Over the next three years, passengers travelling between London, Birmingham, Liverpool, Manchester, Glasgow and Edinburgh — and other destination on the UK West Coast Main Line aboard Pendolino trains — will see a nose-to-tail, top-to-bottom refresh with new seats, a new layout, more luggage space, refurbished lavatories, and updated amenities like in-seat power and an updated café bar.
The route, which runs from London’s Euston terminus, is perhaps the UK’s most high-profile rail line, but its speed maxes out at 125mph (201km/h), technically only just a high-speed line in the global context. It is due to be supplemented (and in many ways supplanted) by High Speed 2, with a maximum track speed of 250 mph (400 km/h), by 2029-2033.
Connecting major cities, the privatised operator Avanti West Coast uses primarily Class 390 Pendolino electric multiple unit trains on its trunk routes, with service in either Standard (2-2 seating, either airline style or across tables), First Class (1-2 seating, with inclusive at-seat food and drinks and access to the first class lounges), or the new premium-economy style Standard Premium (also 1-2, but without those inclusions).
The 56 UK Pendolinos come in 11-car and 9-car variants, with the additional coaches on the longer trains being standard class to seat a maximum of 444 in Standard and 145 premium seats sold as either Standard Premium or First Class.
On the present version, three full coaches and about a third of driving car K offer premium seating. One of those premium coaches will be converted to standard seating, adding 64 seats to climb from 444 to 508 in that class, with a concomitant reduction in 46 premium seats overall for a total of 99 in the future First and Standard Premium. Across the fleet, Avanti says that over 2000 additional Standard seats will be installed.
These trains are nearly 20 years old and West Coast Main Line rail provider Avanti West Coast is their second operator, with the Pendolinos having been originally delivered in the Virgin Trains livery and interiors, which are at this point quite dated, with Standard in a bright red and First in a bright blue.
The new palette is much more muted and elegant throughout, with the dark turquoise green from the Avanti brand evident in both the premium and standard seats. Altogether, it’s an effective brand statement and an attractive interior.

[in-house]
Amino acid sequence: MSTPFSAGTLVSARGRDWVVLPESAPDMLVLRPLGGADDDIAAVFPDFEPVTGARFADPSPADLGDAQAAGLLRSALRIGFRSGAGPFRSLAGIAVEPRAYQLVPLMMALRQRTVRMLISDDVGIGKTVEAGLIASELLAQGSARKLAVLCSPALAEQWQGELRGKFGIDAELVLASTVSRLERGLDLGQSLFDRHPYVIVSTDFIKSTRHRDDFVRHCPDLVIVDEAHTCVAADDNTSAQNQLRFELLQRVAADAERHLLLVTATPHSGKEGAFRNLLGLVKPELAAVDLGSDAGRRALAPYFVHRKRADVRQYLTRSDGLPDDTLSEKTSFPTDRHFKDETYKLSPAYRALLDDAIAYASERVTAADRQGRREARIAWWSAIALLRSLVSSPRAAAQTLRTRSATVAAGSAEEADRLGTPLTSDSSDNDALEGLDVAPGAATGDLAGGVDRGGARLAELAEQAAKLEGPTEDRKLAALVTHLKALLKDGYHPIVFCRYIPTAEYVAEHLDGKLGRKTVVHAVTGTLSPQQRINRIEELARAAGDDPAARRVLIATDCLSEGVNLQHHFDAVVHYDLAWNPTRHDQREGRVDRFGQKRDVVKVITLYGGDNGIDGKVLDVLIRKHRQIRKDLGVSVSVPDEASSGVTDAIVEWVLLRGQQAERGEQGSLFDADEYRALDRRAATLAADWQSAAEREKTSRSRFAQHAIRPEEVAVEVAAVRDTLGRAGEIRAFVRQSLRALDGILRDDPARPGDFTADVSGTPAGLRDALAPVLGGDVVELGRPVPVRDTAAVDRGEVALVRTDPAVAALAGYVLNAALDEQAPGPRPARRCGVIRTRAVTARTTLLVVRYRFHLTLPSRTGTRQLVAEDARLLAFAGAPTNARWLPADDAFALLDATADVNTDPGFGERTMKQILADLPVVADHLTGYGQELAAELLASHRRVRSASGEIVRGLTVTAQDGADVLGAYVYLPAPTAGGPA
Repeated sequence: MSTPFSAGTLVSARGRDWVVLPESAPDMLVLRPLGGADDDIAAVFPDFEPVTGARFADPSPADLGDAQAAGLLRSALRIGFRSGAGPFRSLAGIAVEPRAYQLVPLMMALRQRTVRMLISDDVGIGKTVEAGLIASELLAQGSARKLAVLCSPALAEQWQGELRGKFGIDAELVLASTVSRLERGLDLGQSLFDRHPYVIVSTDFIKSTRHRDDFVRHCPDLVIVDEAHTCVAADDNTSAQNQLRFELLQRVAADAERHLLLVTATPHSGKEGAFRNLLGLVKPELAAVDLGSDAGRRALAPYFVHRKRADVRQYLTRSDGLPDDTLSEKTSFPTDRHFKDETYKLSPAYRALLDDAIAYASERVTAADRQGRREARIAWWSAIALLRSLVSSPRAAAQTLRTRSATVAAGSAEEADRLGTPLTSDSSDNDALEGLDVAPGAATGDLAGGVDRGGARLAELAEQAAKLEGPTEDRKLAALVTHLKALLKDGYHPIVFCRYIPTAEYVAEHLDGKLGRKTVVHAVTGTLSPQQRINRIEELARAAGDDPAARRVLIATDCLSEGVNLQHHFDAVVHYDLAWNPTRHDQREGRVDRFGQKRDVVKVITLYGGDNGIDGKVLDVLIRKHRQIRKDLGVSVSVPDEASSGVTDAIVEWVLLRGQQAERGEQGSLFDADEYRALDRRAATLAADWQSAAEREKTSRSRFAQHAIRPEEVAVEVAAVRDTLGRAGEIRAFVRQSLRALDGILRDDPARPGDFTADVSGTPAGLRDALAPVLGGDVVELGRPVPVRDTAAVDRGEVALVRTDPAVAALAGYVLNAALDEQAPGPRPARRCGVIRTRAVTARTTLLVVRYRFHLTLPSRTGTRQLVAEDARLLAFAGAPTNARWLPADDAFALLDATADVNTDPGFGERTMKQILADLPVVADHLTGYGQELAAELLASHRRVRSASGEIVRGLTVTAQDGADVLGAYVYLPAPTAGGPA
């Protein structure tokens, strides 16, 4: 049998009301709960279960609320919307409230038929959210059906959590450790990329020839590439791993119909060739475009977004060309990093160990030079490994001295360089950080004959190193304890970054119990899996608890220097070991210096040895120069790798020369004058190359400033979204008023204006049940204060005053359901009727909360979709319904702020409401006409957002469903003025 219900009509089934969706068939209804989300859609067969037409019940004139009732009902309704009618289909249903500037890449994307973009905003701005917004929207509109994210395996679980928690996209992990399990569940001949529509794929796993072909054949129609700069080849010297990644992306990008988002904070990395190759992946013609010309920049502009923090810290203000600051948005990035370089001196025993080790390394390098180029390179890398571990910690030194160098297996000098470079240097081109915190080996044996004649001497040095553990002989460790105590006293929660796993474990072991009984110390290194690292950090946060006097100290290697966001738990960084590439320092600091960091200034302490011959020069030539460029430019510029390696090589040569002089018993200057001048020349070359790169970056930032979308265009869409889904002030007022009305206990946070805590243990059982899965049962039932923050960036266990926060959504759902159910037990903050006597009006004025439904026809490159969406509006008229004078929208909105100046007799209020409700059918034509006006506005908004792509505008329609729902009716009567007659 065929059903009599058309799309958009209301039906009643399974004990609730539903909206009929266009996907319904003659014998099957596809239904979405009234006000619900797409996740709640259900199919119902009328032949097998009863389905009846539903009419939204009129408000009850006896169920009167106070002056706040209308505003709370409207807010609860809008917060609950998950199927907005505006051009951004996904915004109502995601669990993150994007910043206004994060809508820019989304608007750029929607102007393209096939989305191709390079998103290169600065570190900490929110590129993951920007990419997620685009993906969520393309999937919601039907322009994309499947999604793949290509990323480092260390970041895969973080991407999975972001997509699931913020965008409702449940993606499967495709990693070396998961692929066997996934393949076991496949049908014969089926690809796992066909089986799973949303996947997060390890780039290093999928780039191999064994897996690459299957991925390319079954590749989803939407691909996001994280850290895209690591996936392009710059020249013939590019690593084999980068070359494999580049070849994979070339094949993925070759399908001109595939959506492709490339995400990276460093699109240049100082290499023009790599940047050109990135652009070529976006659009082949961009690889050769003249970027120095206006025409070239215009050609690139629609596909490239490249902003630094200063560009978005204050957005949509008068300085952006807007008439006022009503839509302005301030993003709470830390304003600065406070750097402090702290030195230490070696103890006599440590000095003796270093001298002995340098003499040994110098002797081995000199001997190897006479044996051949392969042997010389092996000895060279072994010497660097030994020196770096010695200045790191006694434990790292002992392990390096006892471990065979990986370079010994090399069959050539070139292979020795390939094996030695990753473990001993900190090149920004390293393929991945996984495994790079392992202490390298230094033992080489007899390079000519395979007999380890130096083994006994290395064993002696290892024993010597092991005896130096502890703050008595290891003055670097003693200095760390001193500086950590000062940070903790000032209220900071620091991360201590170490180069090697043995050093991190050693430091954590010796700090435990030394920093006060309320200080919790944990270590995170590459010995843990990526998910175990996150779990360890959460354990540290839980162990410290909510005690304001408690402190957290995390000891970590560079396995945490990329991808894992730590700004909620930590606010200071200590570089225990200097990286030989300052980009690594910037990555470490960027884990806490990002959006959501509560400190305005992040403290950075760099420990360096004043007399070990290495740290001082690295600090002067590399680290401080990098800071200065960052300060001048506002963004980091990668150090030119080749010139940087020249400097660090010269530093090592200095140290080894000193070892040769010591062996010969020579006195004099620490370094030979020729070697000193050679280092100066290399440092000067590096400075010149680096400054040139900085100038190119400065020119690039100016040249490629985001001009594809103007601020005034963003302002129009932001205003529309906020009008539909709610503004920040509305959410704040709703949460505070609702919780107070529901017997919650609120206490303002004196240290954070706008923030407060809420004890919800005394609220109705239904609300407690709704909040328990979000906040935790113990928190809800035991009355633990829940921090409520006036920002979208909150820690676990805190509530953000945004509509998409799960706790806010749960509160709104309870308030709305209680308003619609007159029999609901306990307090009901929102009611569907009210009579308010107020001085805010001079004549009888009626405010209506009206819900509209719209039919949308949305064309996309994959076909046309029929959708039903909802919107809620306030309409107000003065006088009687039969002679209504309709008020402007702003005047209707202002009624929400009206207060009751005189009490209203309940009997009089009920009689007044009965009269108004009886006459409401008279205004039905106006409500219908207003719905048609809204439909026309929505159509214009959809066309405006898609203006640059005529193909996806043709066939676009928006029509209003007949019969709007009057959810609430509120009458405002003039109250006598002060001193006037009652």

In First Class and Standard Premium, the seats are wide and square, especially compared with the more rounded Virgin-era seats. They come in a deeper green in the seatbacks and seat pans, with a thick winged headrest that comes in a lighter seafoam sort of green, with a high tinted transparent divider between each of the back-to-back seats. Power outlets seem to be on offer for every passenger at table level.
Between the premium and standard carriages sits the new café, with feature walls in Avanti deep turquoise, a bakery glass cabinet, and a couple of spots for people to stand and drink a coffee (once COVID-19 proximity is not an issue, one assumes).
In Standard, it’s a slightly lighter blue-green on the seatback and seat pan, with a more curved top with a slightly swept forward wing in a seafoam green that’s a bit darker than that found in the premium seating.
All 25,000 standard class seats will be replaced in the upgrade programme, which is planned to run to 2024, during which time the UK will renationalise its national rail network as Great British Railways.
And that’s the rub: this refurb is great when it comes to saying “Avanti” and not “Virgin”. But there are two potential pitfalls.
The first will be avoiding the criticism of the UK’s last long-distance rail #PaxEx development, that of the Hitachi Class 800/801 Intercity Express Programme seats, which have come under fire for being small and hard.
But the second is around branding: the future Great British Railways interior design standards have yet to be created, and indeed the Avanti design will have been conceived before the May 2021 announcement of GBR as part of the Williams-Shapps Plan for Rail.
These seats and carriage interiors do indeed say “Avanti” — but in the interest of futureproofing, should they instead be designed to say “Great British Railways”, whether to start with, or as a relatively easy seat dress and end panel replacement?
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All images credited to Avanti West Coast